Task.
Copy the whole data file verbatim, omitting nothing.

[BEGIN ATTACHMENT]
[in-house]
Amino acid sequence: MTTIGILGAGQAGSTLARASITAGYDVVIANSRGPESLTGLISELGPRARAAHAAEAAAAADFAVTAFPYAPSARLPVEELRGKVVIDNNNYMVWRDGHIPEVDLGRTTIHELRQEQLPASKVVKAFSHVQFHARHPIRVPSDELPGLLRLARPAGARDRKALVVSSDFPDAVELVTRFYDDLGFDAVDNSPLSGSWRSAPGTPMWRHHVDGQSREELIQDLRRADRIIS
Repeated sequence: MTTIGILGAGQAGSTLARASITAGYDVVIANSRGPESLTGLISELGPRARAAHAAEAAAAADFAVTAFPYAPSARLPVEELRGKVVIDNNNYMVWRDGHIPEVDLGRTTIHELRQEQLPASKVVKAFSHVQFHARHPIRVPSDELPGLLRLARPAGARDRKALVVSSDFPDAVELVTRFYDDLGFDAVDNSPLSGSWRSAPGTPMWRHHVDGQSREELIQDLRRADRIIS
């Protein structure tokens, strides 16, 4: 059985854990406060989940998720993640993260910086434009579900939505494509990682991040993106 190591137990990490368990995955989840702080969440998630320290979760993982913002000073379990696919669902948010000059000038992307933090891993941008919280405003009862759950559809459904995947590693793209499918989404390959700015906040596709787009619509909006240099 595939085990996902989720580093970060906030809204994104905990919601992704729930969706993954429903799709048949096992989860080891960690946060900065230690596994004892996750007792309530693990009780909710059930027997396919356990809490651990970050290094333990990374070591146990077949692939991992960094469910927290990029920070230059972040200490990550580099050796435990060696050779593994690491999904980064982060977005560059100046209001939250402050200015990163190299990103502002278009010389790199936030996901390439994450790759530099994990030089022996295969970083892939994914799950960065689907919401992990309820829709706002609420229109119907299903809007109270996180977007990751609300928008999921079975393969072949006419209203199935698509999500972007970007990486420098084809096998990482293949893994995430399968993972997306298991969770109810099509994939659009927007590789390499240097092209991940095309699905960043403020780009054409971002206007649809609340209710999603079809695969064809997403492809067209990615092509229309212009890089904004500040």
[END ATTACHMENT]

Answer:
[in-house]
Amino acid sequence: MTTIGILGAGQAGSTLARASITAGYDVVIANSRGPESLTGLISELGPRARAAHAAEAAAAADFAVTAFPYAPSARLPVEELRGKVVIDNNNYMVWRDGHIPEVDLGRTTIHELRQEQLPASKVVKAFSHVQFHARHPIRVPSDELPGLLRLARPAGARDRKALVVSSDFPDAVELVTRFYDDLGFDAVDNSPLSGSWRSAPGTPMWRHHVDGQSREELIQDLRRADRIIS
Repeated sequence: MTTIGILGAGQAGSTLARASITAGYDVVIANSRGPESLTGLISELGPRARAAHAAEAAAAADFAVTAFPYAPSARLPVEELRGKVVIDNNNYMVWRDGHIPEVDLGRTTIHELRQEQLPASKVVKAFSHVQFHARHPIRVPSDELPGLLRLARPAGARDRKALVVSSDFPDAVELVTRFYDDLGFDAVDNSPLSGSWRSAPGTPMWRHHVDGQSREELIQDLRRADRIIS
């Protein structure tokens, strides 16, 4: 059985854990406060989940998720993640993260910086434009579900939505494509990682991040993106 190591137990990490368990995955989840702080969440998630320290979760993982913002000073379990696919669902948010000059000038992307933090891993941008919280405003009862759950559809459904995947590693793209499918989404390959700015906040596709787009619509909006240099 595939085990996902989720580093970060906030809204994104905990919601992704729930969706993954429903799709048949096992989860080891960690946060900065230690596994004892996750007792309530693990009780909710059930027997396919356990809490651990970050290094333990990374070591146990077949692939991992960094469910927290990029920070230059972040200490990550580099050796435990060696050779593994690491999904980064982060977005560059100046209001939250402050200015990163190299990103502002278009010389790199936030996901390439994450790759530099994990030089022996295969970083892939994914799950960065689907919401992990309820829709706002609420229109119907299903809007109270996180977007990751609300928008999921079975393969072949006419209203199935698509999500972007970007990486420098084809096998990482293949893994995430399968993972997306298991969770109810099509994939659009927007590789390499240097092209991940095309699905960043403020780009054409971002206007649809609340209710999603079809695969064809997403492809067209990615092509229309212009890089904004500040």